The Republican National Convention (RNC) came to a close on Thursday, August 30th. It will be followed on Tuesday, September 4th by the opening of Democrat National Convention (DNC). Post mortems are inevitable. Many will carry significant Main Stream Media (MSM) bias while some dissections will be more balanced and objective. An assessment of the ‘state of the race’ has merit now and may provide the basis for a pragmatic future evaluation after the DNC ends.
Some relevant history bears mention correlated to a well-used polling index, the Real Clear Politics (RCP) General Election average of the major national polls, which are calculated daily. President Obama has led Romney every day in the RCP General Election poll since October of 2011. One week (on August 5) before Romney named Paul Ryan as his running mate the RCP avg. had Obama at 47.4% vs. Romney at 44.6% a 2.8% lead. The next day the unemployment statistics for July were released; the unemployment rate grew to 8.3% and 160,000 jobs were created. On August 11th, Romney announced his selection of Paul Ryan as his running mate. The RCP General Election avg. equaled 48.0% for Obama and 43.4% for Romney a 4.6% difference. This difference had declined to 1.2% at the onset of the RNC with Obama holding a 46.8% edge to Romney’s 45.6% rating.
The reality of the timing of this assessment is that a fully measured bounce is not doable. Even the ‘daily’ tracking polls haven’t fully cycled, i.e. Rasmussen’s poll is a 3 day average while Gallup’s is a 7 day average. Further comparing polls is in many cases similar to comparing peaches and pears. Gallup uses an ‘all adult’ (All) poll to measure candidate approval ratings and a ‘registered voter’ (RV) poll to measure the general election race. In contrast Rasmussen applies a ‘likely voter’ (LV) poll to measure both approval and the general election status of the candidates. ‘All polls’ survey adults even those that cannot vote (e.g. aliens, felons, those not registered); ‘registered voter polls’ measure the opinions of registered voters (from 25-30% who do not vote); and ‘likely voter polls’ measure those voters who will usually vote and therefore are much better predictors of election outcomes. Nevertheless, a Reuters/Ipsos poll (RV) released on August 30th gave Romney a 46% to 42% lead over Obama; Romney had started the week trailing Obama 46-42%, thus the new results showed an 8% bounce in this poll. RCP battleground state polling has also moved from plus 4-6% Obama to dead even at 45% to 45% Obama-Romney in the last few days. States such as Michigan, Wisconsin and Illinois have come into play in the past 2 weeks. These states were believed to be safe or strongly leaning toward Obama.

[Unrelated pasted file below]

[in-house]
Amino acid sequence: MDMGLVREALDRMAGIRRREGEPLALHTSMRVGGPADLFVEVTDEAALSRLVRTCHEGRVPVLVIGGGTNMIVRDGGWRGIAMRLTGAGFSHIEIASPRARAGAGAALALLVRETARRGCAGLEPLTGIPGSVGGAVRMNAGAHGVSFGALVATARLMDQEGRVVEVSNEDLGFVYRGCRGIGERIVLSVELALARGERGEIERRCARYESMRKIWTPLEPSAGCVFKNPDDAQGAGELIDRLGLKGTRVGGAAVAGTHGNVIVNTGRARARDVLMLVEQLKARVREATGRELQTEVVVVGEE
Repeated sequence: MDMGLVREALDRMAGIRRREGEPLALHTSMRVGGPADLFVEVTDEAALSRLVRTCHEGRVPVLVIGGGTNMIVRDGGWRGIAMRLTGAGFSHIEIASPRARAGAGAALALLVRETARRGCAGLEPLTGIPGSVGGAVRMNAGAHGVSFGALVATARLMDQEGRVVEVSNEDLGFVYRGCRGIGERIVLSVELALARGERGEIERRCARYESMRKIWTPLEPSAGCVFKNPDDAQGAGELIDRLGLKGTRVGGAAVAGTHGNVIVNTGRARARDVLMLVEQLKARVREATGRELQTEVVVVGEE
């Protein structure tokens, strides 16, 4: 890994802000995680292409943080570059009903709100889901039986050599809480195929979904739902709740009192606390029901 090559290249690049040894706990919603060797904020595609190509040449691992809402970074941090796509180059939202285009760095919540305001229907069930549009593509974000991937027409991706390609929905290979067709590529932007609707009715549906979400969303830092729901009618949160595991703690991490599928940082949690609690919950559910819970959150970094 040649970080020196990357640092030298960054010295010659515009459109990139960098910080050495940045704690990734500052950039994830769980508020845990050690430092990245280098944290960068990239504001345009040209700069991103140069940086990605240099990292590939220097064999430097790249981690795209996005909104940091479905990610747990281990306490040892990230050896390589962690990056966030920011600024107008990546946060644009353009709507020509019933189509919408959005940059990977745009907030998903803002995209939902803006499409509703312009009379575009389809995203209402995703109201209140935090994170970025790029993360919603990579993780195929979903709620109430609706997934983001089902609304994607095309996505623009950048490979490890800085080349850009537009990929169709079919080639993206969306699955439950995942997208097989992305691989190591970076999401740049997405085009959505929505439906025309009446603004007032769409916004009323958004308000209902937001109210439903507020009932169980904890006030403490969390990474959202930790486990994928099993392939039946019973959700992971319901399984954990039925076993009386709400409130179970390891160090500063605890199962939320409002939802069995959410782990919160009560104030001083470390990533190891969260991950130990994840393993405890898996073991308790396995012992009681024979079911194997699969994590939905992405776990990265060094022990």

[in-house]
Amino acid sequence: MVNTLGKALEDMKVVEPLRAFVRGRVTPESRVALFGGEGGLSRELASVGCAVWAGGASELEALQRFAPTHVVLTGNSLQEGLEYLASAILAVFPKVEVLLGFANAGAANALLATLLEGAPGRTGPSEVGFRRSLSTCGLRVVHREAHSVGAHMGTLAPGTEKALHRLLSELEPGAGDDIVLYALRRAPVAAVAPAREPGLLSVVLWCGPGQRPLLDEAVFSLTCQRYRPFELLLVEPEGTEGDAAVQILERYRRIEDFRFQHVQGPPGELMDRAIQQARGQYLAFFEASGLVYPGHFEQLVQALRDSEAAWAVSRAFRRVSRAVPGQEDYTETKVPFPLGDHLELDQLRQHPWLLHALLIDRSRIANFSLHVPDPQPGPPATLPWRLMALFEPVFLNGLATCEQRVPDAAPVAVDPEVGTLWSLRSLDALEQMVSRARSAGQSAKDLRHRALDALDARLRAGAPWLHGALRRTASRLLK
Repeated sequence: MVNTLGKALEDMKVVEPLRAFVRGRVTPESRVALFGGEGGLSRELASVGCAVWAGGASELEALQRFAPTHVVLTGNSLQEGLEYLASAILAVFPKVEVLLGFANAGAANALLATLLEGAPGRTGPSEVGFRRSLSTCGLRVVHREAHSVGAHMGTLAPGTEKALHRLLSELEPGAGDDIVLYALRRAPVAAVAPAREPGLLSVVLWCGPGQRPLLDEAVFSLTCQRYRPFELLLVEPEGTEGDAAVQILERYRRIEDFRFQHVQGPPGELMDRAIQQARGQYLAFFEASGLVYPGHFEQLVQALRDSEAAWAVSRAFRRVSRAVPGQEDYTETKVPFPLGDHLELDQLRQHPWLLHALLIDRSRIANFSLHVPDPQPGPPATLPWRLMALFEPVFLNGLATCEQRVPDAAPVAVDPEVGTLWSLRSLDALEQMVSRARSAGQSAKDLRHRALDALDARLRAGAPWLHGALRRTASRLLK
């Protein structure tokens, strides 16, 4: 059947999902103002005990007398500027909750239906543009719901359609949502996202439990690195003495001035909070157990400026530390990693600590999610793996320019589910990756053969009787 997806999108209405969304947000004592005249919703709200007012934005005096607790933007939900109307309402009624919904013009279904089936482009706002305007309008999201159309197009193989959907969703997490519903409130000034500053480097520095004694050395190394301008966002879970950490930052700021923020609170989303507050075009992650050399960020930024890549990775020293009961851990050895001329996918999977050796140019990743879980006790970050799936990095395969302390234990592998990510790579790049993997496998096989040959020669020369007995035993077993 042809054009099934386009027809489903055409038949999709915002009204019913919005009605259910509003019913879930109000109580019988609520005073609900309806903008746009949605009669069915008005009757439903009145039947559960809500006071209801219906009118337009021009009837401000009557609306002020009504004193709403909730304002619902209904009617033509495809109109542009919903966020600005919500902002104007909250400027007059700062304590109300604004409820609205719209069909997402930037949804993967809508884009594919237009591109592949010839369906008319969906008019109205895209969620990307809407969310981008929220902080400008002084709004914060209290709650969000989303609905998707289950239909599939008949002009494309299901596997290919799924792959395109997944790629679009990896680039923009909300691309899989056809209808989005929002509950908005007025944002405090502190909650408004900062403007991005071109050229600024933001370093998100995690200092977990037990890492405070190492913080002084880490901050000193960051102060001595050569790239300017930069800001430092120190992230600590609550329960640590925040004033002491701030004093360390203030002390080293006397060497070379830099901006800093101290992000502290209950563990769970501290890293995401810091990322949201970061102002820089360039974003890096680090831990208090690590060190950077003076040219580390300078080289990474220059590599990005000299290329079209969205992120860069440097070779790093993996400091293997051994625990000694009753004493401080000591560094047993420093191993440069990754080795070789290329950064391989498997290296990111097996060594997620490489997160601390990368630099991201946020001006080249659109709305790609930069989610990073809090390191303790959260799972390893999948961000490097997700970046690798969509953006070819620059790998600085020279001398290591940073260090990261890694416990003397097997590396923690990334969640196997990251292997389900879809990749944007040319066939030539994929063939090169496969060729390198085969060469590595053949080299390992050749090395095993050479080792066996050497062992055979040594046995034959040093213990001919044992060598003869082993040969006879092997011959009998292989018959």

So what does this mean and where are things likely to go in the remaining 60 plus days until November 6th? In fact no one knows. Obama has to defend a record that is not good, particularly on jobs, debt, deficits, spending and growth. Even his foreign policy initiatives are suspect given the realities in the Middle East, Russia, Afghanistan, Iran, North Korea etc. Yet he is the incumbent and Romney faces the daunting task of convincing the electorate that he can fix things…he can and will make things better. Obama has the added advantages of the sycophant MSM bent on his reelection, the bully pulpit, and an appreciable lead with women and Hispanics. Obama, however, has the disadvantages of blow back due to his divisive and very negative campaign, erosion within key voting blocs, a major movie, "2016 Obama's America" surfacing plausible motivations for many of his actions, and the growing credibility of the Romney/Ryan team as a solutions oriented twosome willing to address the ‘big’ issues including entitlement programs.
Obama’s biggest concerns center around his widening disadvantage with independents, his continued approval ratings hovering between 44% & 47% in many polls (a harbinger of an incumbent’s defeat), the fact that the economy is not improving, that job loses grew in July in the battleground states, that only 6-9% of voters remain undecided, that the democrats’ base enthusiasm lags republican enthusiasm, and that up to 24% of the voters are still persuadable giving Romney/Ryan a larger than expected upside. Further the Purple Poll, a respected battleground states poll found that Romney’s selection of Ryan was the cause of small leads for Romney in Florida, Ohio, and Virginia in advance of the RNC. And, the University of Colorado ’prediction model’, a very unique presidential election model, points to a Romney win. This model has accurately predicted every election since 1980 premised on state level economic factors. The Colorado model will be updated with recent economic data in September for the final time. The model gives Romney 52.9% of the vote and 320 electoral votes to Obama’s 47.1% of vote and 218 electoral votes.
In summary, Romney has made appreciable gains in numerous polls subsequent to the selection of his running mate on August 11th. In the RCP average ‘General Election’ poll the gap has narrowed to .1% today after early August when it was 4.0-5.0% for Obama. In many other polls (All & RV) the differential has narrowed to 1-2% during the same time-frame and in most ‘likely voter’ polls (LV) Romney is up 1-3%. This improvement is positive yet possibly ephemeral. A much more reliable review will be possible around September 13th or 14th after the DNC is over and more polling is available. Therefore psephologists drawing hard conclusions now would fall prey to wishful thinking. Similarly placing too much faith in one poll or predictor would be foolish. In the end, even emphasizing the current trends could be misleading since a huge array of factors will come into play in the remaining 66 days of this presidential contest. In other words, stay tuned.